What is brachycephalic breed syndrome?

Brachycephalic syndrome refers to the combination of the following:

  1. Stenotic nares are nostrils which have abnormally narrow openings, making it difficult for the pet to breath through their nose (Figure 1).
Stenotic nares with increasingly narrow opening from left to right, (Packer and Tivers, 2015)
  • Soft palate elongation is the condition where the soft palette extends more than 1 to 3 mm into the airway, such that it interferes with the movement of air of the lungs.
  • Laryngeal saccule eversion refers to the presence of tissue in front of the vocal cords is pulled into the trachea and partially obstructs airflow.

Which breeds are at risk?

Brachycephalic breeds such as the English Bulldog, Boston terrier, Shih-Tzu and Pekingese generally affected. Furthermore, dogs are more commonly affected than cats. Even though stenotic nares are present at birth, most animals come for evaluation between the ages 2 and 4 years of age.

What are the symptoms?

The patients usually have noisy, difficult breathing. Some may gag when swallowing. These pets also seem to prefer to sleep on their backs in order to aid breathing. Excitement, stress, increased heat and increased humidity frequently make the clinical signs worse. Furthermore, obesity will intensify the symptoms.

Diagnosis :

While stenotic nares are easily diagnosed upon physical examination, both the elongated soft palate and everted laryngeal saccules can only be diagnosed whilst the dog is under anaesthesia. Therefore, the best time to do this is alongside their spay/ neuter surgery. This is a result of a characteristic large tongue. The vet may also recommend x-rays to evaluate your pet’s lower airway and lungs.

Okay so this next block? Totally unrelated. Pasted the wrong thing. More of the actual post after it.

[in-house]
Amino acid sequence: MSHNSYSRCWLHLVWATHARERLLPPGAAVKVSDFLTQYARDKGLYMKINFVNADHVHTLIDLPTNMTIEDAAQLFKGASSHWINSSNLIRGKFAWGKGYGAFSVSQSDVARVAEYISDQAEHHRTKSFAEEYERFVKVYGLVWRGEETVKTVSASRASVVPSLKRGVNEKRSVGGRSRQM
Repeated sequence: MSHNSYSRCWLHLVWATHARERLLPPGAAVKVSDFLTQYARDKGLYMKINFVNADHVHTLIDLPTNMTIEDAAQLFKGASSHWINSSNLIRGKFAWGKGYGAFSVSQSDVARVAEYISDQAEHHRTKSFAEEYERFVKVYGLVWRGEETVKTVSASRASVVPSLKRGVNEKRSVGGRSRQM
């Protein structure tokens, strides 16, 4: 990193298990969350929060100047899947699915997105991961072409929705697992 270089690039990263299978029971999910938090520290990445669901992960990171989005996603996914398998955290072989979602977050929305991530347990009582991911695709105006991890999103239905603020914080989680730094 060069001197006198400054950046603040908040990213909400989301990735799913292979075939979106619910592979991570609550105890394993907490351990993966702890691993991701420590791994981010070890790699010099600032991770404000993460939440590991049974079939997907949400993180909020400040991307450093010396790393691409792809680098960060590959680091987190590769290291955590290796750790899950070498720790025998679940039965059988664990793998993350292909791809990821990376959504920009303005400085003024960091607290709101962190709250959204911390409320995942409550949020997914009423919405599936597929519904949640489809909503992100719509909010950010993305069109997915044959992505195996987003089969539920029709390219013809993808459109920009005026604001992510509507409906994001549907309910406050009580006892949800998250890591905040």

Home management:

There are ways in which you can improve the quality of life for your pet at home. These include;

  • Weight reduction program for obese pets
  • Exercise restriction
  • Elimination of precipitating causes such as stress and excitement.


Treatment is almost always surgical which involves deep general anesthetic and refined surgical skills. Dr Sran has a lot of experience with this condition, having performed many surgeries with a very high success rate. If you are concerned, please do not hesitate to send a video clip of your pet before we see them. Please be aware that proper diagnosis does requires general anaesthetic. For long distance clients we can do the diagnosis on the same day of the surgery and proceed based on the findings.

Before and after stenotic nares resection performed by Dr Sran.

If you have any questions or would like to book surgery please contact us, via:

Phone: (604) 870-9333

Email: info@allwestvet.ca